Sources Of Irrigation

These areas include the crystalline minerals and weathered layers of the Deccan trap, the sedimentary zones of the peninsula, the deltaic regions of the Mahanadi, Godavari, Krishna, and Cauvery, and portions of the Narmada and Tapi rivers. However, due to its stony structure, uneven surface, and lack of underground water, the majority of peninsular India cannot be watered by wells.

Large sections of Rajasthan’s desert, nearby regions in Punjab, Haryana, and Gujarat, as well as some areas of Uttar Pradesh, have brackish groundwater, rendering them unsuitable for well irrigation. At the present, irrigation from wells and tubewells supplies more than 60% of the net irrigated area in the country.

The province of Uttar Pradesh contains 28% of the country’s well-irrigated acreage. The states of Uttar Pradesh, Rajasthan, Punjab, Madhya Pradesh, Gujarat, Bihar, and Andhra Pradesh make up about three-fourths of all the well-irrigated territory.



Sources Of Irrigation: Well/Tubewell Irrigation: Advantages

  • It is the easiest and least expensive source of irrigation/
  • When the need arises, a well can be utilised as a standalone source of irrigation. On the other hand, canal irrigation is governed by several organisations and cannot be employed at will.
  • Some salts found in groundwater can benefit crops.
  • This technique does not cause difficulties with floods and salinisation.
  • A well may be drilled wherever convenient, but the range of canal irrigation is limited beyond the canal’s tail end.


Well/Tubewell Irrigation: Drawbacks

  • Irrigation is only possible in a small region. An irrigation capacity of 1 to 8 hectares is common for a well.
  • It is not appropriate for arid areas.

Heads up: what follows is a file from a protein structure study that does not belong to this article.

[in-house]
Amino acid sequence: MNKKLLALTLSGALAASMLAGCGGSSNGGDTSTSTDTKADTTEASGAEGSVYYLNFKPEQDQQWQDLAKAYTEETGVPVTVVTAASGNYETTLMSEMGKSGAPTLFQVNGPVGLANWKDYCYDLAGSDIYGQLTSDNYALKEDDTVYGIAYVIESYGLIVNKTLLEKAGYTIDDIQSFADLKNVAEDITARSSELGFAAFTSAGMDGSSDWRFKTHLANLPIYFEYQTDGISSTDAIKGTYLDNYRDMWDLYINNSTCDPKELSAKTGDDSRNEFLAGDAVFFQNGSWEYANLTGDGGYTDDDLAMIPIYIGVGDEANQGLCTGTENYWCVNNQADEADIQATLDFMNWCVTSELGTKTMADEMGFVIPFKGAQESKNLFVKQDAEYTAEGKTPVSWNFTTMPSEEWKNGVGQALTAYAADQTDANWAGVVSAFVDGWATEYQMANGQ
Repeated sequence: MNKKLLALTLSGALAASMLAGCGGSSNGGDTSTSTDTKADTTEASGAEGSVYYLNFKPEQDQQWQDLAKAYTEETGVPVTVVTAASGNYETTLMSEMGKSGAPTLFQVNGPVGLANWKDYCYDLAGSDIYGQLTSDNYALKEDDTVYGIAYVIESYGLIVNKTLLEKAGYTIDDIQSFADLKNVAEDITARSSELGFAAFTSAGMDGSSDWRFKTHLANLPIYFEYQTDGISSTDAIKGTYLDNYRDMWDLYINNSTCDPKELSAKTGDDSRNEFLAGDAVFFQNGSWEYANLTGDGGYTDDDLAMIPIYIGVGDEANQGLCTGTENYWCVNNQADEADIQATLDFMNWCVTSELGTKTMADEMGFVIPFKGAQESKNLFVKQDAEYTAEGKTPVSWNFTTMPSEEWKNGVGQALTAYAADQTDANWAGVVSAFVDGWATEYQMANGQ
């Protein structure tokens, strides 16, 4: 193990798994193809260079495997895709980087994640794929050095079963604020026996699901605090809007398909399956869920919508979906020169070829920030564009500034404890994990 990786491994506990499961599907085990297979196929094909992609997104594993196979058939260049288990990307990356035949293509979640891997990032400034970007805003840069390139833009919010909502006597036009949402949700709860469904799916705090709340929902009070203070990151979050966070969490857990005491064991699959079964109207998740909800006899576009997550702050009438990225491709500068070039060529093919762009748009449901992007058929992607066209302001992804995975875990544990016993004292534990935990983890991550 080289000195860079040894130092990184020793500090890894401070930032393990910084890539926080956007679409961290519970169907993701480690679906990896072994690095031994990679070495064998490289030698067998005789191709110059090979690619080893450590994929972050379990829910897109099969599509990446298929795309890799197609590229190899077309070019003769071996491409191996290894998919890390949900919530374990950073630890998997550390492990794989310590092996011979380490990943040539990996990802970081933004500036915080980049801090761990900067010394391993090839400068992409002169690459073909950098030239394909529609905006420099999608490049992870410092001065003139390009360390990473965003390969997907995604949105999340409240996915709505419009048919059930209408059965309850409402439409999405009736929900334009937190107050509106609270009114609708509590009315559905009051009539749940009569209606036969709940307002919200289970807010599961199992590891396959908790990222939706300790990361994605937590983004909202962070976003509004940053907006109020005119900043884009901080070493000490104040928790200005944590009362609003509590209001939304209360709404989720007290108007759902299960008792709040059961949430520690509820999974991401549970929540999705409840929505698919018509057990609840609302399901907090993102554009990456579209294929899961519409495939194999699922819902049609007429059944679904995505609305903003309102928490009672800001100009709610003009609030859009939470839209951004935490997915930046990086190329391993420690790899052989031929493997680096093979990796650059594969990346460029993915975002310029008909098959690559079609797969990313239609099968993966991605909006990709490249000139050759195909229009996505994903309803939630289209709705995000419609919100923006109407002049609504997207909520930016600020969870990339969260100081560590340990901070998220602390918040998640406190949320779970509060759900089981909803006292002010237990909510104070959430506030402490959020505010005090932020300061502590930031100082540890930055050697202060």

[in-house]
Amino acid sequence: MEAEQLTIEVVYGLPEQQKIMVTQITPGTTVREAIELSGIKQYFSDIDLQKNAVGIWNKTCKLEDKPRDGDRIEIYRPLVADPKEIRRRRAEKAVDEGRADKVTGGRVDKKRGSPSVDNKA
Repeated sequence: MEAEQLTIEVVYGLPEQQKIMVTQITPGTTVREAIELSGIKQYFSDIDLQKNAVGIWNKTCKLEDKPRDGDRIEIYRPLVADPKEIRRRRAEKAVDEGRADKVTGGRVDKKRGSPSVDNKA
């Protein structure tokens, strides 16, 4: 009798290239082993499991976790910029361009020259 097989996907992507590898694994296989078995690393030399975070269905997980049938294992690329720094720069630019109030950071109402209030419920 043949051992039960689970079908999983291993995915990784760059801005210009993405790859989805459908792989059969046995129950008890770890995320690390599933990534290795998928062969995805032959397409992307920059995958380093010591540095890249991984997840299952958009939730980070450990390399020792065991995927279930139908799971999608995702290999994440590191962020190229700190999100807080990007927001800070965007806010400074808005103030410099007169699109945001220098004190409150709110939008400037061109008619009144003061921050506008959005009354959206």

• Overuse of this irrigation technique could cause the water table to drop.


Sources of irrigation #3: Tank irrigation

An irrigation pond, also known as a tiny lake or pool made by damming a stream valley to collect monsoon rain for later use, is known as a tank. It accounts for about 3% of India’s total irrigated territory. Tamil Nadu and Andhra Pradesh are the top two states on the peninsular region, where tank irrigation is widely used.

Andhra Pradesh has the most tank irrigation land in India (29%) followed by Tamil Nadu (23%).



It is mostly used in the peninsular area because of the following reasons:

  • The uneven topography and rough boulders make it difficult to excavate channels and wells.
  • There is not much water percolation because of the unyielding granite structure and the scarcity of groundwater.
  • The only way to use this water is to contain it by constructing bunds and reservoirs due to the seasonal nature of most waterways and the torrential nature of many streams during the wet season. In addition, the impermeability of the rocks makes it simple to gather rainfall in ditches, whether they are built naturally or intentionally.


Sources Of Irrigation: Tank irrigation: Advantages

  • The majority of tanks are made of natural materials and don’t require much money to build.
  • It can serve as a source of irrigation for a single farmer or a small group of farmers.
  • Additionally, longer-lived fish can be employed for fishing.


Tank irrigation: Drawbacks

  • Lack of rain can cause these tanks to dry up during the dry season, and their beds can silt up.
  • Tanks require a lot of space.
  • It can result in losses from evaporation.
  • It can occasionally be necessary to elevate the water to transport it to the field.